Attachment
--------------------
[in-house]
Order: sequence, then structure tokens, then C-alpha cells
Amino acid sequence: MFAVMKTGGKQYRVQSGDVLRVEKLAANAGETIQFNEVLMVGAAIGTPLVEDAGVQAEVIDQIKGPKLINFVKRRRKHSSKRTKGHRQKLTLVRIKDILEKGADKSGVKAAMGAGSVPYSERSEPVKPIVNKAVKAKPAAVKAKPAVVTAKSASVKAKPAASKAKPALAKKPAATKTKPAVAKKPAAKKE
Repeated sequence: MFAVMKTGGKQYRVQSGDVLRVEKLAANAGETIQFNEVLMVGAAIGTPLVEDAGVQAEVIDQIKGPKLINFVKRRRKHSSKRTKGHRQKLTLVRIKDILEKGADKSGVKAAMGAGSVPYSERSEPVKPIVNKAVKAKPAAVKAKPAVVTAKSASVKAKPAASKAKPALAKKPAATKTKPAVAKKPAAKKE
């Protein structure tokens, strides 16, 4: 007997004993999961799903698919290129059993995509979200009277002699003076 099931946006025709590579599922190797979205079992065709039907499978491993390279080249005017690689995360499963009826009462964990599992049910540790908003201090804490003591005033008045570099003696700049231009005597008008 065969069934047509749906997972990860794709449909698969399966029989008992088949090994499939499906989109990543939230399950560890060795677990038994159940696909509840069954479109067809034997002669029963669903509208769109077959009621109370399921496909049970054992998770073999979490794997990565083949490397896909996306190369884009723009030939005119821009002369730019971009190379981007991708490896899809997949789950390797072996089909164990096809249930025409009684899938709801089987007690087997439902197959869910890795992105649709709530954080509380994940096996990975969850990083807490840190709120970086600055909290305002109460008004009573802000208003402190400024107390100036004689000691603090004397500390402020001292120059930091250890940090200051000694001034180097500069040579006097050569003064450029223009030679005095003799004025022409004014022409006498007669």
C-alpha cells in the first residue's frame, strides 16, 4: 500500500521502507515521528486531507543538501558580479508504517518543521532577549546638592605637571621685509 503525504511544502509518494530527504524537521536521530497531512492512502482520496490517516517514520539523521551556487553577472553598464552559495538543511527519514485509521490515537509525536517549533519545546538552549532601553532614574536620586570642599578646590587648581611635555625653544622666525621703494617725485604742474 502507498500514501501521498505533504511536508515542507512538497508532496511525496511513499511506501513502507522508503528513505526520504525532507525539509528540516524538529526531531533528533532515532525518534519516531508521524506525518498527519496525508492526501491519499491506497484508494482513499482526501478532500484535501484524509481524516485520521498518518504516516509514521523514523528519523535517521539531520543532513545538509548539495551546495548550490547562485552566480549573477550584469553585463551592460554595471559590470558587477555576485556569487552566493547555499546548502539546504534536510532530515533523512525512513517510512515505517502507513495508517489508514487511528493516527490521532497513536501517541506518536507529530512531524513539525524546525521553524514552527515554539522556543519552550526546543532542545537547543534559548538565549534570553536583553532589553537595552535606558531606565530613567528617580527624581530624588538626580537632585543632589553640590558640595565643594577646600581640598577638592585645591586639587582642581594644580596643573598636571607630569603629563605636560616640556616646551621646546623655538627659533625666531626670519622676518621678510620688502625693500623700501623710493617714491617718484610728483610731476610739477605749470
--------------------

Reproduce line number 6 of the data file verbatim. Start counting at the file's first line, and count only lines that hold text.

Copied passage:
C-alpha cells in the first residue's frame, strides 16, 4: 500500500521502507515521528486531507543538501558580479508504517518543521532577549546638592605637571621685509 503525504511544502509518494530527504524537521536521530497531512492512502482520496490517516517514520539523521551556487553577472553598464552559495538543511527519514485509521490515537509525536517549533519545546538552549532601553532614574536620586570642599578646590587648581611635555625653544622666525621703494617725485604742474 502507498500514501501521498505533504511536508515542507512538497508532496511525496511513499511506501513502507522508503528513505526520504525532507525539509528540516524538529526531531533528533532515532525518534519516531508521524506525518498527519496525508492526501491519499491506497484508494482513499482526501478532500484535501484524509481524516485520521498518518504516516509514521523514523528519523535517521539531520543532513545538509548539495551546495548550490547562485552566480549573477550584469553585463551592460554595471559590470558587477555576485556569487552566493547555499546548502539546504534536510532530515533523512525512513517510512515505517502507513495508517489508514487511528493516527490521532497513536501517541506518536507529530512531524513539525524546525521553524514552527515554539522556543519552550526546543532542545537547543534559548538565549534570553536583553532589553537595552535606558531606565530613567528617580527624581530624588538626580537632585543632589553640590558640595565643594577646600581640598577638592585645591586639587582642581594644580596643573598636571607630569603629563605636560616640556616646551621646546623655538627659533625666531626670519622676518621678510620688502625693500623700501623710493617714491617718484610728483610731476610739477605749470